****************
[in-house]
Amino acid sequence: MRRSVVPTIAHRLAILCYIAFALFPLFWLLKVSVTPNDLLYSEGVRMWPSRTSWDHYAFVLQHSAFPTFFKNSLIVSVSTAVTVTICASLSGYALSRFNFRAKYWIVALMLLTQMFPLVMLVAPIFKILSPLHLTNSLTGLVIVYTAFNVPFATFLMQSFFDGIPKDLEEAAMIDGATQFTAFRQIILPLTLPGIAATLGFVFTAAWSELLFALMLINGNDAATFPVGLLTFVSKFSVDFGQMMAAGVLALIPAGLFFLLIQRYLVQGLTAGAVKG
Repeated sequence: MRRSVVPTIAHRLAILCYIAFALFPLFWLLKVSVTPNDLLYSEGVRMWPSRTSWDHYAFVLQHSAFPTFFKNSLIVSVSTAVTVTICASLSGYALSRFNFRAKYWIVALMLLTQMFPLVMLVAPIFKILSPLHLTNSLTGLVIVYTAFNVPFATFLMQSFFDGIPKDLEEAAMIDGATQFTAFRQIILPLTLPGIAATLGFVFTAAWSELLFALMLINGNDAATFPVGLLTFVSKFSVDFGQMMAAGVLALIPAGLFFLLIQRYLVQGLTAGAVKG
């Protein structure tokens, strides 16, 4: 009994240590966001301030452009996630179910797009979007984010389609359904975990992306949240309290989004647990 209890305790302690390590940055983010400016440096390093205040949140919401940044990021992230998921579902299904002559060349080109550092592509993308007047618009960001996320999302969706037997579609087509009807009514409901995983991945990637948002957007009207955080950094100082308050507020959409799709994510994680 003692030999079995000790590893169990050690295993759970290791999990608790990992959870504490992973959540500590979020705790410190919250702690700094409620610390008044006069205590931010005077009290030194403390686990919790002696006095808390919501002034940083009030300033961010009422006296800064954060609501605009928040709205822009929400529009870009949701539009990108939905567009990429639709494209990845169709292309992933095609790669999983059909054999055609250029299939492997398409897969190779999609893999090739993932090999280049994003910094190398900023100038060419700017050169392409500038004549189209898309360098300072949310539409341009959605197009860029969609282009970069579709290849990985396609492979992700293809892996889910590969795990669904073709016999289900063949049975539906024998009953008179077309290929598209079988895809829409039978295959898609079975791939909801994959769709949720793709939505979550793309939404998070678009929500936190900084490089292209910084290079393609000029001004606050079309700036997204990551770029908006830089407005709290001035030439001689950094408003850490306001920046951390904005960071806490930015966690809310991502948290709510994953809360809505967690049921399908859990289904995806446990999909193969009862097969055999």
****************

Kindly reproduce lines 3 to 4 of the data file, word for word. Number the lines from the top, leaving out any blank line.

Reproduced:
Repeated sequence: MRRSVVPTIAHRLAILCYIAFALFPLFWLLKVSVTPNDLLYSEGVRMWPSRTSWDHYAFVLQHSAFPTFFKNSLIVSVSTAVTVTICASLSGYALSRFNFRAKYWIVALMLLTQMFPLVMLVAPIFKILSPLHLTNSLTGLVIVYTAFNVPFATFLMQSFFDGIPKDLEEAAMIDGATQFTAFRQIILPLTLPGIAATLGFVFTAAWSELLFALMLINGNDAATFPVGLLTFVSKFSVDFGQMMAAGVLALIPAGLFFLLIQRYLVQGLTAGAVKG
């Protein structure tokens, strides 16, 4: 009994240590966001301030452009996630179910797009979007984010389609359904975990992306949240309290989004647990 209890305790302690390590940055983010400016440096390093205040949140919401940044990021992230998921579902299904002559060349080109550092592509993308007047618009960001996320999302969706037997579609087509009807009514409901995983991945990637948002957007009207955080950094100082308050507020959409799709994510994680 003692030999079995000790590893169990050690295993759970290791999990608790990992959870504490992973959540500590979020705790410190919250702690700094409620610390008044006069205590931010005077009290030194403390686990919790002696006095808390919501002034940083009030300033961010009422006296800064954060609501605009928040709205822009929400529009870009949701539009990108939905567009990429639709494209990845169709292309992933095609790669999983059909054999055609250029299939492997398409897969190779999609893999090739993932090999280049994003910094190398900023100038060419700017050169392409500038004549189209898309360098300072949310539409341009959605197009860029969609282009970069579709290849990985396609492979992700293809892996889910590969795990669904073709016999289900063949049975539906024998009953008179077309290929598209079988895809829409039978295959898609079975791939909801994959769709949720793709939505979550793309939404998070678009929500936190900084490089292209910084290079393609000029001004606050079309700036997204990551770029908006830089407005709290001035030439001689950094408003850490306001920046951390904005960071806490930015966690809310991502948290709510994953809360809505967690049921399908859990289904995806446990999909193969009862097969055999």